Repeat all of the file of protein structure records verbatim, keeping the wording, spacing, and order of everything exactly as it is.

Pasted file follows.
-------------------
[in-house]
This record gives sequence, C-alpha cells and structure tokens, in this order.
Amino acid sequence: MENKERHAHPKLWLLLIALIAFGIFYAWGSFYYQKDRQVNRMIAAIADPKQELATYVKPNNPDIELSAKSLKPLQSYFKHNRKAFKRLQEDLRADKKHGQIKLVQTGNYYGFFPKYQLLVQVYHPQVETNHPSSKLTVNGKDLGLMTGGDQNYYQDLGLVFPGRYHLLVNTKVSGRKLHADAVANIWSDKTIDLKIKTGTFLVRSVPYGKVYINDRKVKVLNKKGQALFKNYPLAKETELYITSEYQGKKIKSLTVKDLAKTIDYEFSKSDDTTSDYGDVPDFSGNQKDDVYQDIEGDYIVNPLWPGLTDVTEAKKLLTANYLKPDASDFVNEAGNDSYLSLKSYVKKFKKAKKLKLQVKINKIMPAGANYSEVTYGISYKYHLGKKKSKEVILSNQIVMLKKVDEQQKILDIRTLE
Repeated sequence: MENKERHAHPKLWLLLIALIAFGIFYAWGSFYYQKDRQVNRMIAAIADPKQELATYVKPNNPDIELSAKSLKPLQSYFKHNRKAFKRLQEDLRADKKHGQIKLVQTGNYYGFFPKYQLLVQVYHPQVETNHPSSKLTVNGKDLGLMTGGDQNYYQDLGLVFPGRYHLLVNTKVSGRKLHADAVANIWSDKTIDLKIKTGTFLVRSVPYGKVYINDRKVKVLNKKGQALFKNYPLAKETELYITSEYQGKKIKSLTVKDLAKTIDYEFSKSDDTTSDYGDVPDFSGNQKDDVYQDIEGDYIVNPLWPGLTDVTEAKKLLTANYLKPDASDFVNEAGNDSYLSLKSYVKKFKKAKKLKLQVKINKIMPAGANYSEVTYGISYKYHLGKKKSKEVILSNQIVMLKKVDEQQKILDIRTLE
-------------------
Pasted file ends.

[in-house]
This record gives sequence, C-alpha cells and structure tokens, in this order.
Amino acid sequence: MENKERHAHPKLWLLLIALIAFGIFYAWGSFYYQKDRQVNRMIAAIADPKQELATYVKPNNPDIELSAKSLKPLQSYFKHNRKAFKRLQEDLRADKKHGQIKLVQTGNYYGFFPKYQLLVQVYHPQVETNHPSSKLTVNGKDLGLMTGGDQNYYQDLGLVFPGRYHLLVNTKVSGRKLHADAVANIWSDKTIDLKIKTGTFLVRSVPYGKVYINDRKVKVLNKKGQALFKNYPLAKETELYITSEYQGKKIKSLTVKDLAKTIDYEFSKSDDTTSDYGDVPDFSGNQKDDVYQDIEGDYIVNPLWPGLTDVTEAKKLLTANYLKPDASDFVNEAGNDSYLSLKSYVKKFKKAKKLKLQVKINKIMPAGANYSEVTYGISYKYHLGKKKSKEVILSNQIVMLKKVDEQQKILDIRTLE
Repeated sequence: MENKERHAHPKLWLLLIALIAFGIFYAWGSFYYQKDRQVNRMIAAIADPKQELATYVKPNNPDIELSAKSLKPLQSYFKHNRKAFKRLQEDLRADKKHGQIKLVQTGNYYGFFPKYQLLVQVYHPQVETNHPSSKLTVNGKDLGLMTGGDQNYYQDLGLVFPGRYHLLVNTKVSGRKLHADAVANIWSDKTIDLKIKTGTFLVRSVPYGKVYINDRKVKVLNKKGQALFKNYPLAKETELYITSEYQGKKIKSLTVKDLAKTIDYEFSKSDDTTSDYGDVPDFSGNQKDDVYQDIEGDYIVNPLWPGLTDVTEAKKLLTANYLKPDASDFVNEAGNDSYLSLKSYVKKFKKAKKLKLQVKINKIMPAGANYSEVTYGISYKYHLGKKKSKEVILSNQIVMLKKVDEQQKILDIRTLE